Friday, August 13, 2010

What did Josephus Really Say about Jesus

A redated post. 

Well, most people are sure that he didn't say everything that the Testimonium Flavium says that he did. The passage was at least doctored. But for years it was thought that the passage was just made up, but more recent scholars think there is a historical core to Josephus' account.

Another account of the issue is to be found here


Mike Erich the Mad Theologian said...

One thing that needs to be remembered about Josephus is he was synergistic and tried to reconcile Judaism and Greek philosophy to together into one common belief. I do not see anything unlikely in his throwing Christianity into the pot too on a principle of unifying everything together into one common belief where every "good" teacher is respected. I therefore question that this passage should be simply thrown out.

Jason Pratt said...

What's even more interesting, is that there's an Old Slavic version of The Jewish War that contains a very different version of the TF (thus cutely nicknamed "the Testimonium Slavium" by scholars {g}); and when the same principles are applied to it as are normally applied in evaluating the TF from The Antiquities, it results in much the kind of expanded second-or-thirdhand report we could expect Josephus to have gotten (and to be willing to report in a pro-Jewish Roman apologetic).

I've been meaning to post up a series on this for a while over at the Cadre, actually. I hope this reminds me to do it soon. {g!}


Tim said...

It's very nice to see someone writing on this issue who has read both Whealey and Feldman.

R O'Brien said...

Alice Whealey's 2003 book is excellent but have you all read her 2008 article?

Whealey, A. 2008. "The Testimonium Flavianum in Syriac and Arabic". New Testament Studies. 573–590

She argues that the version preserved by Michael the Syrian is closest to the original:

"In fact, much of the
past impetus for labeling the textus receptus Testimonium a forgery has been
based on earlier scholars’ anachronistic assumptions that, as a Jew, Josephus
could not have written anything favorable about Jesus. Contemporary scholars of
primitive Christianity are less inclined than past scholars to assume that most
first-century Jews necessarily held hostile opinions of Jesus, and they are more
aware that the line between Christians and non-Christian Jews in Josephus’ day
was not as firm as it would later become.5 The implication of this is that supposedly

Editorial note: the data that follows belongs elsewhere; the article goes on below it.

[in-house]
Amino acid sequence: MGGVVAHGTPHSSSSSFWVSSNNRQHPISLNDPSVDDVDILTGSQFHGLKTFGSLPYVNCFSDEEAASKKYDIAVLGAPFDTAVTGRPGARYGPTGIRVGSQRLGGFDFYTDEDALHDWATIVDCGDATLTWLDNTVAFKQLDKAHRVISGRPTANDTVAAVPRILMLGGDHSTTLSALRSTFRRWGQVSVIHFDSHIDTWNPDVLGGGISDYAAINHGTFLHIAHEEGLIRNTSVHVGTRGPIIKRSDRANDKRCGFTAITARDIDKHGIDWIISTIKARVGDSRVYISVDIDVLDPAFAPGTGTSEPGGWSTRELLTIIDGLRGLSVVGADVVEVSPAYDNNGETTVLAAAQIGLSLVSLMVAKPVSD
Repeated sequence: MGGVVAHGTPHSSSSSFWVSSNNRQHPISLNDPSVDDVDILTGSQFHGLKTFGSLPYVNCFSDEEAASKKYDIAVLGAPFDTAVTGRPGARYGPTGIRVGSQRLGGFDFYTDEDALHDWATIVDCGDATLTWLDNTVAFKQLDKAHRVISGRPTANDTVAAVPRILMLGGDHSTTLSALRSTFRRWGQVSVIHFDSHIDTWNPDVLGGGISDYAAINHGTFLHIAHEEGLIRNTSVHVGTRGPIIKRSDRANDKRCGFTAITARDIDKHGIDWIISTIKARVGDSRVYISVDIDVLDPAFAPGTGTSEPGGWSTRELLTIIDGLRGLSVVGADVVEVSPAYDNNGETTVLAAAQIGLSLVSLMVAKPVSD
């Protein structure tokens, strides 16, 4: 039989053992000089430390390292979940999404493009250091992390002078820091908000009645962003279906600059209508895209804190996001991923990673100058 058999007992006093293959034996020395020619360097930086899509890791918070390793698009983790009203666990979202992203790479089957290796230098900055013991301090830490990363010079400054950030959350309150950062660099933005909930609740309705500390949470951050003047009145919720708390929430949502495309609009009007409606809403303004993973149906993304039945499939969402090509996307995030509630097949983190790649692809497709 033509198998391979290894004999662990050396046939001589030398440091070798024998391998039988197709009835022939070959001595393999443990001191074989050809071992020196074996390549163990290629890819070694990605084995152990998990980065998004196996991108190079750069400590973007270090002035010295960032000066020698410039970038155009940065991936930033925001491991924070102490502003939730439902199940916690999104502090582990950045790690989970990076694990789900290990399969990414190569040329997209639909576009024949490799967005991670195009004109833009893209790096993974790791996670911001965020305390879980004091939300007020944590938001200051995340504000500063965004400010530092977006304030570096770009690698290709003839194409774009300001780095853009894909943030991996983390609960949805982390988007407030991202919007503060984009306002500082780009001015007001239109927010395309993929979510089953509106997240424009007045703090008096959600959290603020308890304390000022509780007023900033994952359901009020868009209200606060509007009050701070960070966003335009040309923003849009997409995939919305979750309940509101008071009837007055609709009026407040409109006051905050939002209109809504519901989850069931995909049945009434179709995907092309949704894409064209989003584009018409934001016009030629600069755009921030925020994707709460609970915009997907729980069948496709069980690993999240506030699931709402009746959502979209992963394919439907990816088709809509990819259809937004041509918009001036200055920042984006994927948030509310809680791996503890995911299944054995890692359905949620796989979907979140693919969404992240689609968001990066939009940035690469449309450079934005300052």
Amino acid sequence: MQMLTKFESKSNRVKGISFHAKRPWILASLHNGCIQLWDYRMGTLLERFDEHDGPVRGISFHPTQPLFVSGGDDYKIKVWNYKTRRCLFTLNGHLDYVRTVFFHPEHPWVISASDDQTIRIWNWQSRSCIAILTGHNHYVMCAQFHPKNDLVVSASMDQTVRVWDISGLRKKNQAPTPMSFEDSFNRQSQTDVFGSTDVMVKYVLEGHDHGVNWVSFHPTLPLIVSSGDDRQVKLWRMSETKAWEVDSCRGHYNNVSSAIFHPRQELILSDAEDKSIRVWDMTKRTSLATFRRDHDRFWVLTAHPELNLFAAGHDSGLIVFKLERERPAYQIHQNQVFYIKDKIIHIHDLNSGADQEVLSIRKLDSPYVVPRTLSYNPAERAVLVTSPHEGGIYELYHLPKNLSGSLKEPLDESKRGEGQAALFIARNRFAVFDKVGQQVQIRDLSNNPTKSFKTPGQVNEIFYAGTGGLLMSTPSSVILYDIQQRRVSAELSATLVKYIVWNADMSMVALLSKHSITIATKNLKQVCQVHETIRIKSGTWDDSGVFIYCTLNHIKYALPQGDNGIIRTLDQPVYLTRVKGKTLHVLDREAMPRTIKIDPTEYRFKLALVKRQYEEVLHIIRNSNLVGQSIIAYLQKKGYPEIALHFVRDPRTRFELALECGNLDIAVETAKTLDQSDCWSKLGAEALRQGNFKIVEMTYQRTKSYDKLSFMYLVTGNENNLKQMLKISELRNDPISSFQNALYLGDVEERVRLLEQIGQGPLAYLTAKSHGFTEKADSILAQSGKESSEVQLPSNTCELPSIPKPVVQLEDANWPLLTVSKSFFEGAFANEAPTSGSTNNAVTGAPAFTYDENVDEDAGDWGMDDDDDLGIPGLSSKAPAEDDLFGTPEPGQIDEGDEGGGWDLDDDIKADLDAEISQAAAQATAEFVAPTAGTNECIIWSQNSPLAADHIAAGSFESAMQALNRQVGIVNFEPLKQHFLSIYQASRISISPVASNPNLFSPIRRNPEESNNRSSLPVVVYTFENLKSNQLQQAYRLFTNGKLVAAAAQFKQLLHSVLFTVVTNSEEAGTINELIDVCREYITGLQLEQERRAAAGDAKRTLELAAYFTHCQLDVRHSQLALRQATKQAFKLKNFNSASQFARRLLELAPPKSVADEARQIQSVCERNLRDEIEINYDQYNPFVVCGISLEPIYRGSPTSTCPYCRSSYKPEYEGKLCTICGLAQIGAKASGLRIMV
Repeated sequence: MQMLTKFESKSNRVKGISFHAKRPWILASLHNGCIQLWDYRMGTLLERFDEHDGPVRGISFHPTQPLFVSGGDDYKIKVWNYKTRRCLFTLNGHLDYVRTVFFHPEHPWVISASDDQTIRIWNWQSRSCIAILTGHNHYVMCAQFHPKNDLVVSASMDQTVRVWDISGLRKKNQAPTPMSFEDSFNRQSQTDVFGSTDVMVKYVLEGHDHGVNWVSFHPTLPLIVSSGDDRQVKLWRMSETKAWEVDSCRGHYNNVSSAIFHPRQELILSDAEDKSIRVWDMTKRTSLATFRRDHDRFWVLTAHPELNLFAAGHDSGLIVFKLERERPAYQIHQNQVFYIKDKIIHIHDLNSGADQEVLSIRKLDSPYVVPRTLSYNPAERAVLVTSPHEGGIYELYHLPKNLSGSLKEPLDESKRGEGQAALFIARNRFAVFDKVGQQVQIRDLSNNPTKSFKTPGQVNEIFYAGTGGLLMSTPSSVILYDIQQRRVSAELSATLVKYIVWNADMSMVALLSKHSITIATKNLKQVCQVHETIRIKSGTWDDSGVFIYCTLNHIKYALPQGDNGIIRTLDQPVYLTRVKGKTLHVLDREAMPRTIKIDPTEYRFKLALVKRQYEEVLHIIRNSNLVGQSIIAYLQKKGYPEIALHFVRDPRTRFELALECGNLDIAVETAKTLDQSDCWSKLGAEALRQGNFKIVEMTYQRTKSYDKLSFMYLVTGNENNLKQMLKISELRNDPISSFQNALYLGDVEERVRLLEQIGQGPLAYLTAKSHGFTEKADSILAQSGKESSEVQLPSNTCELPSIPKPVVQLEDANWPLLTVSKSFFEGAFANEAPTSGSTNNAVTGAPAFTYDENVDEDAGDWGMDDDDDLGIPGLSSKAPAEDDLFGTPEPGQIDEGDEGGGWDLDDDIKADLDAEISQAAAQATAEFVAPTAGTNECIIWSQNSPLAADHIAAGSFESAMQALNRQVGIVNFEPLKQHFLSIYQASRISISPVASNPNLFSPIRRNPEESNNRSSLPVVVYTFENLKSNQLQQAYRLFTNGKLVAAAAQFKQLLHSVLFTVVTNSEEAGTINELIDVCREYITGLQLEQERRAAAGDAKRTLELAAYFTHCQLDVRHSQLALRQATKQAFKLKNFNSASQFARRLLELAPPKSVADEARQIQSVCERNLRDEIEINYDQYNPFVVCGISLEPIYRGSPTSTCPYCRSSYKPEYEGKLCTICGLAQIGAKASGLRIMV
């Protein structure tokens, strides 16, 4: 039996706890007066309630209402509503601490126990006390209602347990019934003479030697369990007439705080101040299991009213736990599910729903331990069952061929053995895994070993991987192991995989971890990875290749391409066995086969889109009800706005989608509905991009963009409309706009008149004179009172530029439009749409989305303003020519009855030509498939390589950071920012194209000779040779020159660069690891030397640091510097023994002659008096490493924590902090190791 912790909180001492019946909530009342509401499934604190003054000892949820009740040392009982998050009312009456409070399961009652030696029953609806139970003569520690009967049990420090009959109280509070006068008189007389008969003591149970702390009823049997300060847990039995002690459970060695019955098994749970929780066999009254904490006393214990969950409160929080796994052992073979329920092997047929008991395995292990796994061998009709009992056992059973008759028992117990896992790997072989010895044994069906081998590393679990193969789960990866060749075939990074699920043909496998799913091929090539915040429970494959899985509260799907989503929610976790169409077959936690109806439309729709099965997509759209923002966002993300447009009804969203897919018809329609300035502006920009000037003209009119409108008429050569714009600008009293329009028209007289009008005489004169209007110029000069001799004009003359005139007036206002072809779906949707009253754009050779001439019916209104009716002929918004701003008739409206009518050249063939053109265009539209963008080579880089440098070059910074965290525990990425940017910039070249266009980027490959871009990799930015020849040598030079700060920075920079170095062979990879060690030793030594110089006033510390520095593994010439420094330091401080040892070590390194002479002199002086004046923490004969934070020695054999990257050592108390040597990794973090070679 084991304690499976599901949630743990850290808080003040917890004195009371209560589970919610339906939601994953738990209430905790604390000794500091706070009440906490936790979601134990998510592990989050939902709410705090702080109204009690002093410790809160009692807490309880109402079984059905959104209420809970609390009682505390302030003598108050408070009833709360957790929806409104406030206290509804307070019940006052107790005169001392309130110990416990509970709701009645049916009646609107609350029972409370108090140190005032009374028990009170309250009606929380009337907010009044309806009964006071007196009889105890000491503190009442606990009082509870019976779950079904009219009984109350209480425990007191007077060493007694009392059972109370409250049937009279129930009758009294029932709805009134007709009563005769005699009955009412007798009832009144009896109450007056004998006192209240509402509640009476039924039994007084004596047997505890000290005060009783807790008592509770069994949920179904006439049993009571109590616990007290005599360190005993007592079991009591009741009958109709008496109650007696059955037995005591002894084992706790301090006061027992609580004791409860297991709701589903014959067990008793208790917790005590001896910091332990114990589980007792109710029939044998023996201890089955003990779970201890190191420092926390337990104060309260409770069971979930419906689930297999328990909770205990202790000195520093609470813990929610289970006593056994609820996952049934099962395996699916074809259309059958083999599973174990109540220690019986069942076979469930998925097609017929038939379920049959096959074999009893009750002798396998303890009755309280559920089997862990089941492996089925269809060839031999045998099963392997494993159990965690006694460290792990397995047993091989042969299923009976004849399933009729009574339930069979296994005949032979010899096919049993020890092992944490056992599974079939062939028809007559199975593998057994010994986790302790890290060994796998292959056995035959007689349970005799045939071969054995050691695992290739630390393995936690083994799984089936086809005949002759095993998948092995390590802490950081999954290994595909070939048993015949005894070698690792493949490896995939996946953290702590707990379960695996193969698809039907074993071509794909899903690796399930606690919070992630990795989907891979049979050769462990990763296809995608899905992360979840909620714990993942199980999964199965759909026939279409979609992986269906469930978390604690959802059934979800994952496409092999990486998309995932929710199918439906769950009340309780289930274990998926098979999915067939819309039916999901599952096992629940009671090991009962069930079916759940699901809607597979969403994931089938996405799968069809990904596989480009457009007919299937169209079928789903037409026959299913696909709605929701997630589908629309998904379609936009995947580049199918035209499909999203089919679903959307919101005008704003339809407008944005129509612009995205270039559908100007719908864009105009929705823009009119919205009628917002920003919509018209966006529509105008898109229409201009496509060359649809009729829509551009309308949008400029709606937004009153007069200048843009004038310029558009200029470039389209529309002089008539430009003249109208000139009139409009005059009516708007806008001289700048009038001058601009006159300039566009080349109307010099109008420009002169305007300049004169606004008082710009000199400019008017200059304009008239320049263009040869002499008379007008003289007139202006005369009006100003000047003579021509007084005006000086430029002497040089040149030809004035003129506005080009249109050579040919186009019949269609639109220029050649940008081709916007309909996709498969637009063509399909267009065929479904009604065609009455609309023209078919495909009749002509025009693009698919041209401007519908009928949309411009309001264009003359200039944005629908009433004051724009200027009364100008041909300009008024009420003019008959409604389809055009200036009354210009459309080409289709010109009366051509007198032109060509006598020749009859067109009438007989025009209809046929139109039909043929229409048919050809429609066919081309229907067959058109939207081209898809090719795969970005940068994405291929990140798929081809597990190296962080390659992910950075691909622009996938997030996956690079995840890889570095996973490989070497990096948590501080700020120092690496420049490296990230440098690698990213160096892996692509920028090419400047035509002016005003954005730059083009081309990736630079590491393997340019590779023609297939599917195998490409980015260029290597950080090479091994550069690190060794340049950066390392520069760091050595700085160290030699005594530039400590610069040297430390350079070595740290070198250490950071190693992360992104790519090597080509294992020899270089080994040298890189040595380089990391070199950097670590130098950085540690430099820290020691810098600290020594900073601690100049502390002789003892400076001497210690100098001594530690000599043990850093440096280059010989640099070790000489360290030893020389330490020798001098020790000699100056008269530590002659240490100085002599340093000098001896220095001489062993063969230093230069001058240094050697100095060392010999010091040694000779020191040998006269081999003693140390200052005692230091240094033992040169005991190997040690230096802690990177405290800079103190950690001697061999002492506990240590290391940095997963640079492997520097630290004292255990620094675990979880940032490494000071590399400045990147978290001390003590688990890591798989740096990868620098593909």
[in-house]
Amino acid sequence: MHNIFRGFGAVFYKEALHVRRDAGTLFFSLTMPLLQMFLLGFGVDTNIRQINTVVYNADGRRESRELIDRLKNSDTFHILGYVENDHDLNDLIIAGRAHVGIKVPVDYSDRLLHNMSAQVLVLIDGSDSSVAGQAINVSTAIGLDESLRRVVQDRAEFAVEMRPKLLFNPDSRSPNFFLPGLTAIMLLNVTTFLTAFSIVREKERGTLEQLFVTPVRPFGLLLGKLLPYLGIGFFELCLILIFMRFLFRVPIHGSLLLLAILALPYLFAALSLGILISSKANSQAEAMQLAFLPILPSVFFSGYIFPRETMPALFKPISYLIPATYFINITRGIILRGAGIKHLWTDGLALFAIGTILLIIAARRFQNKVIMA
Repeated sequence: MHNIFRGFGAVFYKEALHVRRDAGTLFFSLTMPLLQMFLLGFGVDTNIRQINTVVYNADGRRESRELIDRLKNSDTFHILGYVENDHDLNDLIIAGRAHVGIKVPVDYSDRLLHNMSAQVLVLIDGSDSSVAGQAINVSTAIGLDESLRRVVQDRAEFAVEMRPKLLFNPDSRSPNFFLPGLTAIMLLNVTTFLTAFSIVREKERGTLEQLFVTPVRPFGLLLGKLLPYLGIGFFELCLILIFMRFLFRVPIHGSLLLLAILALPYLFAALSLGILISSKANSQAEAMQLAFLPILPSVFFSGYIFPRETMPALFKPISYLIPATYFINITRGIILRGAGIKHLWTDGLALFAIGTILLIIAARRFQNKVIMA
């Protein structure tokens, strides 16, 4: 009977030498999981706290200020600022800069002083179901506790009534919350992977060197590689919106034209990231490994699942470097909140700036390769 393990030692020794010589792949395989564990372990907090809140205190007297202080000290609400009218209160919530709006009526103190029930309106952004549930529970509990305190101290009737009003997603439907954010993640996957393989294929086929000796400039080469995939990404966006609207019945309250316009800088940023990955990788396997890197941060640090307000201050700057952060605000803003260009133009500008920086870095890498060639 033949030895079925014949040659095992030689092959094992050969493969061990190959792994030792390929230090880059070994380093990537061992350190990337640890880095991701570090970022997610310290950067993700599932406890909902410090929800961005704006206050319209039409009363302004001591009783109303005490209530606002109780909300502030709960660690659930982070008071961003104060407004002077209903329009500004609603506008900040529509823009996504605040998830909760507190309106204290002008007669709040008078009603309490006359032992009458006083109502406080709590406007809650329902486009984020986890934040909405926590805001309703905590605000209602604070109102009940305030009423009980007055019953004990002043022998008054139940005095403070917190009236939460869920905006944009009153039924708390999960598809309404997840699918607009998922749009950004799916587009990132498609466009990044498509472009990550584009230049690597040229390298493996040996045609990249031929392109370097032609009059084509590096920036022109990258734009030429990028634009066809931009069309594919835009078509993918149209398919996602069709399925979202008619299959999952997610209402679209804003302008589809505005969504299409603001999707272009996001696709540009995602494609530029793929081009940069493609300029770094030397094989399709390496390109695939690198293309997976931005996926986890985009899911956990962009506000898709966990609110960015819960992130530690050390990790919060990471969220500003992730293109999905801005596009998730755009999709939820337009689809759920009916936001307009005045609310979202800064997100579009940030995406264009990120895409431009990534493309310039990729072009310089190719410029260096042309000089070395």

Christian-sounding elements in either the textus receptus or in Michael’s
Testimonium cannot be ruled inauthentic a priori."


"This study thus also implies that it is
Michael’s Testimonium that is much more important as a witness to Josephus’
original text about Jesus than Agapius’ Testimonium. By far the most important
aspect of Michael’s Testimonium in terms of recovering Josephus’ original passage
is its reading ‘he was thought to be the Messiah’, because this reading is independently supported by Jerome’s very early translation of the Testimonium, and
because it can readily explain Origen’s claim that Josephus did not believe in Jesus
as the Messiah. Therefore the most important aspect of Agapius’ text is its reading
that Jesus was ‘perhaps’ the Messiah, because this reading lends weight to the
hypothesis that Michael’s qualification of Jesus’ Messianic status was based on an
older exemplar of the Testimonium rather than being created by Michael ex


"In arguing that Agapius’ Testimonium was closer to Josephus’ original passage
about Jesus than any extant Testimonium, Pines followed a long line of earlier
scholars who assumed that Josephus’ original passage about Jesus must have
been very different from the textus receptus Testimonium, which these same
scholars assumed to have been substantially rewritten by a Christian forger.43 In
contrast, in arguing that Michael’s Testimonium, which is generally close to the
textus receptus Testimonium and which has clearly been taken from a recension
of the Syriac Historia Ecclesiastica, is more authentic than Agapius’ Testimonium,
this study implies that the textus receptus Testimonium is much closer to the passage
that Josephus originally wrote about Jesus than is often assumed. Indeed, the
evidence of Michael the Syrian’s Testimonium, used in conjunction with the evidence
of Jerome’s Testimonium, indicates that the only major alteration44 that has
been made to Josephus’ original passage about Jesus is the alteration of the
phrase ‘he was thought to be the Messiah’ to the textus receptus phrase ‘he was the

R O'Brien said...

Incidentally, it is nice to see a Price commenting on Josephus who is not a crackpot!

Blaise Pascal said...

Interesting read. Thank you.

Jason Pratt said...

Oops! -- I never did post up that series on the Slavium... {lopsided g!}

Mental note to try to get to that this week... (It isn't hugely important, just kind of interesting in an auxiliary way.)


Jason Pratt said...

By "this week" my mind apparently meant "late June 2013". {lopsided g}

First part of the article is now up!